• 8-December-2016

    English

    OECD Science, Technology and Innovation Outlook national policy profiles

    As part of the STI Outlook 2016, the OECD has released policy profiles by country. These include cross-country analyses that draw on the first joint EC-OECD survey on STI policies. They focus on major STI policy areas, instruments and trends.

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  • 21-September-2016

    English

    OECD Reviews of Health Systems: Latvia 2016

    Latvia’s health system broadly delivers effective and efficient care to the population within a context of significantly fewer resources – and higher health care needs – than most OECD countries. Latvia has successfully consolidated its hospital sector and strengthened primary care. Average length of stay in hospital fell by almost 15% between 2005 and 2013, and GPs are now required to follow up on patients who called for emergency medical assistance but were not hospitalised. OECD health systems could learn much from these reforms as well as longer-standing institutions, such as Latvia’s feldshers (physician assistants). Latvia nevertheless faces important challenges to improve the performance of its health system. Up to one in five Latvians report forgoing health care because of the cost; waiting times for key diagnostic and treatment services can be long; and inclusion of key treatments in the publicly-funded benefits basket does not always reflect latest best practice. Critically, the health system lags behind many OECD countries in the extent to which data are used to systematically measure, compare and improve the performance of services, especially at more granular provider or local levels. This review aims to support Latvia in continuing reform of its health system, informed by international best practice.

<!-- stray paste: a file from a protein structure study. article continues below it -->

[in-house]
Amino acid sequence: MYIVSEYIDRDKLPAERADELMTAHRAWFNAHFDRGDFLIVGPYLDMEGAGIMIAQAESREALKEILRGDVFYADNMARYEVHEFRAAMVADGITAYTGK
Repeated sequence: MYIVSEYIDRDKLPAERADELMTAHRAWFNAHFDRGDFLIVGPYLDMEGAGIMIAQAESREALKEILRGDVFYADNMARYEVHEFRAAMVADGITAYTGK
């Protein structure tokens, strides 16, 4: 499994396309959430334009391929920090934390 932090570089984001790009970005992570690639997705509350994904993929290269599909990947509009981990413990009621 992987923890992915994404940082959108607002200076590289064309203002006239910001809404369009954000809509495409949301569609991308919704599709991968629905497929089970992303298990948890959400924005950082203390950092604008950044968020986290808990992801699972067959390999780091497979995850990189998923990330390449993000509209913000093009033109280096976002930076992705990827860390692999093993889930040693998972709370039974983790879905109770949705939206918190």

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  • 21-September-2016

    English

    OECD Reviews of Health Systems: Latvia 2016

    Latvia’s health system broadly delivers effective and efficient care to the population within a context of significantly fewer resources – and higher health care needs – than most OECD countries. Latvia has successfully consolidated its hospital sector and strengthened primary care. Average length of stay in hospital fell by almost 15% between 2005 and 2013, and GPs are now required to follow up on patients who called for emergency medical assistance but were not hospitalised. OECD health systems could learn much from these reforms as well as longer-standing institutions, such as Latvia’s feldshers (physician assistants). Latvia nevertheless faces important challenges to improve the performance of its health system. Up to one in five Latvians report forgoing health care because of the cost; waiting times for key diagnostic and treatment services can be long; and inclusion of key treatments in the publicly-funded benefits basket does not always reflect latest best practice. Critically, the health system lags behind many OECD countries in the extent to which data are used to systematically measure, compare and improve the performance of services, especially at more granular provider or local levels. This review aims to support Latvia in continuing reform of its health system, informed by international best practice.